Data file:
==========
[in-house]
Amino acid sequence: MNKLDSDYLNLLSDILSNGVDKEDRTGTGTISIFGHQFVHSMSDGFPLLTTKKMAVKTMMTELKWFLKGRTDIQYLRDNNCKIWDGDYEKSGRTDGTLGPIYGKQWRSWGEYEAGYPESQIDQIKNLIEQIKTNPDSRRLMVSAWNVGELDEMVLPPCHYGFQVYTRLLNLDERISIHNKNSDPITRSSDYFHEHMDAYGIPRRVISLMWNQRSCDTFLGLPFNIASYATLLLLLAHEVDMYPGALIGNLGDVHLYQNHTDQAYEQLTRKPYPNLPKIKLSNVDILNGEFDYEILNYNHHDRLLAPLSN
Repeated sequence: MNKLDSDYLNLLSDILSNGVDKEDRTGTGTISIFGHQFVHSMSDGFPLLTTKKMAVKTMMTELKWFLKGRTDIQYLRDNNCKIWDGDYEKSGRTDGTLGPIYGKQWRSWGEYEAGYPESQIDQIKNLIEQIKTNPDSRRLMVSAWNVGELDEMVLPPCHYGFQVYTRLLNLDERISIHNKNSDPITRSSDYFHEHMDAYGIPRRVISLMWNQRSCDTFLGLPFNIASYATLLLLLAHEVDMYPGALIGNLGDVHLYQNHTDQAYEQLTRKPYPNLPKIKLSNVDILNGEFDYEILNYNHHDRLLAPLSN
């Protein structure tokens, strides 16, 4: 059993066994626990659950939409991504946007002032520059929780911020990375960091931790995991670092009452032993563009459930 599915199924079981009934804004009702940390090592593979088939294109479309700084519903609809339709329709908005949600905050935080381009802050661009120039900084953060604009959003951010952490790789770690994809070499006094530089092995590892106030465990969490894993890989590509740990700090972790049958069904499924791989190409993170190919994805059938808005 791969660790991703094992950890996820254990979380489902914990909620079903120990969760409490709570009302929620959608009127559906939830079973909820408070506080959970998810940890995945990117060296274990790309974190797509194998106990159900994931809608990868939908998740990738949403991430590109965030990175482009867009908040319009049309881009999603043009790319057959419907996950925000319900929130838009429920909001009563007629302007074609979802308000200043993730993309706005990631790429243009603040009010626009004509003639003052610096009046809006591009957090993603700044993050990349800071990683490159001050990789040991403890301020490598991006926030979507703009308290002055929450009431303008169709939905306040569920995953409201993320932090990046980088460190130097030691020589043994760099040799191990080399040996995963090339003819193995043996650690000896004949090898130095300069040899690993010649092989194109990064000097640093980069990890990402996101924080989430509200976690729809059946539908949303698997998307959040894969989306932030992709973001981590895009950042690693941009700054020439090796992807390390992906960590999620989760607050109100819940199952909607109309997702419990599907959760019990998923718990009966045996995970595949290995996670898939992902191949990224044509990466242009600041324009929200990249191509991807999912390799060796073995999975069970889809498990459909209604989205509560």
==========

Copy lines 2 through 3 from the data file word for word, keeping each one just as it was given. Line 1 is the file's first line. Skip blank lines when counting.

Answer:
Amino acid sequence: MNKLDSDYLNLLSDILSNGVDKEDRTGTGTISIFGHQFVHSMSDGFPLLTTKKMAVKTMMTELKWFLKGRTDIQYLRDNNCKIWDGDYEKSGRTDGTLGPIYGKQWRSWGEYEAGYPESQIDQIKNLIEQIKTNPDSRRLMVSAWNVGELDEMVLPPCHYGFQVYTRLLNLDERISIHNKNSDPITRSSDYFHEHMDAYGIPRRVISLMWNQRSCDTFLGLPFNIASYATLLLLLAHEVDMYPGALIGNLGDVHLYQNHTDQAYEQLTRKPYPNLPKIKLSNVDILNGEFDYEILNYNHHDRLLAPLSN
Repeated sequence: MNKLDSDYLNLLSDILSNGVDKEDRTGTGTISIFGHQFVHSMSDGFPLLTTKKMAVKTMMTELKWFLKGRTDIQYLRDNNCKIWDGDYEKSGRTDGTLGPIYGKQWRSWGEYEAGYPESQIDQIKNLIEQIKTNPDSRRLMVSAWNVGELDEMVLPPCHYGFQVYTRLLNLDERISIHNKNSDPITRSSDYFHEHMDAYGIPRRVISLMWNQRSCDTFLGLPFNIASYATLLLLLAHEVDMYPGALIGNLGDVHLYQNHTDQAYEQLTRKPYPNLPKIKLSNVDILNGEFDYEILNYNHHDRLLAPLSN